Cathie Rowand | The Journal Gazette Spring Lake Woods and Bog, a 107-acre northwest Allen County nature preserve protected by ACRES Land Trust, will open Sept. 13 – nearly 50 years after being identified as a significant natural area by preservation experts.
Cathie Rowand | The Journal Gazette Spring Lake Woods and Bog, a 107-acre northwest Allen County nature preserve protected by ACRES Land Trust, is about to open – nearly fifty years after being identified as a significant natural area by preservation experts. To celebrate its preservation and the new recreational opportunity its trail provides, ACRES will host a Grand Opening on Sunday, Sept. 13 at 2 p.m. on the property located at 12905 Lake Everett Drive, Fort Wayne, IN 46818.
Tuesday, March 15, 2016 10:12 pm
ACRES to debut new land preserve
Jeff Wiehe | The Journal Gazette
After a half-century wait, a 107-acre nature preserve in northwest Allen County will be open to the public next month.
ACRES Land Trust will host the grand opening of Spring Lake Woods and Bog on Sept. 13, which officials hope attracts hikers, nature photographers and anyone else who might be interested in exploring the preserve, 12905 Lake Everett Drive, that protects the shoreline of Lake Everett.
"I can vouch that giant ferns are lush there, giving it somewhat of a tropical feel," said Lee Casebere, a long-time friend of ACRES, in a statement released by the organization.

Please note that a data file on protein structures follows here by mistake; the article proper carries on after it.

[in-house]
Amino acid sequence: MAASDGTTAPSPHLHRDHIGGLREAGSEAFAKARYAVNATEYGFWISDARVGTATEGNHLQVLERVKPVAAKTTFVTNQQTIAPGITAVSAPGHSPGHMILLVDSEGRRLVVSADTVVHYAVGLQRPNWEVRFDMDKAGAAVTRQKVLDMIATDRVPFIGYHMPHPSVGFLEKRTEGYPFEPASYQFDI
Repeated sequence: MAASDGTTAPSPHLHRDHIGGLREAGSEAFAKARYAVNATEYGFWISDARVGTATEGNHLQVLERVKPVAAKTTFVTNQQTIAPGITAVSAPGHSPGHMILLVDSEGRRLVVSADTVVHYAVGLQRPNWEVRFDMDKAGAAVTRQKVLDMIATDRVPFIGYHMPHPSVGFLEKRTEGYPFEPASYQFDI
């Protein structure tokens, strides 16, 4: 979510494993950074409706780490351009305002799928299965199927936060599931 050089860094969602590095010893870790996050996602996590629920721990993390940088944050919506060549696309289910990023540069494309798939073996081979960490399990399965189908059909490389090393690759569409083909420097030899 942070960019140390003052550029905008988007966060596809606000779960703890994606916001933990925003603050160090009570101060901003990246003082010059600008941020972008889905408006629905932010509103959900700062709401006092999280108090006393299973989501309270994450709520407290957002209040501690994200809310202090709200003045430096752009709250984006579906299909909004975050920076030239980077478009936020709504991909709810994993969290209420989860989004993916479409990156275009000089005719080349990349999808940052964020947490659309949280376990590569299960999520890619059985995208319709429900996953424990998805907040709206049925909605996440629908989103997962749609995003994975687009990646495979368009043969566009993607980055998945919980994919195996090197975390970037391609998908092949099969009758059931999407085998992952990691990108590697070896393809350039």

Officials said the land has long been recognized as significant to preservationists because of its sphagnum bog, orchids, pitcher plants, cypress-knee sedge, skunk cabbage and giant cinnamon ferns.
In a 1969 book titled "Natural Areas in Indiana and Their Preservation," authors Alton Lindsay, Damain Schmelz and Stanley Nichols partly focused on Spring Lake Woods and Bogs.
In the book, they described the area as having "herb flora distinctive of northern muckland woods … including cinnamon ferns five feet tall as it stands, the most profuse and tallest of this species we have seen."
The land has been on ACRES’ radar for 50 years but the funding to purchase it has never been there, according to Jason Kissel, executive director of the organization.
Instead, ACRES officials would build a relationship with each new owner in case the land ever went back on the market.
Through its members, including the state Department of Natural Resources, Bicentennial Nature Trust, Indiana Heritage Trust and more than 130 private donors, ACRES was able to gather the $395,000 it took to purchase the land.
A bargain, Kissel said, considering it was appraised at roughly $500,000.
"Thankfully, after years of vigilance, we were able to acquire it," he added.
And now it will be open to everybody.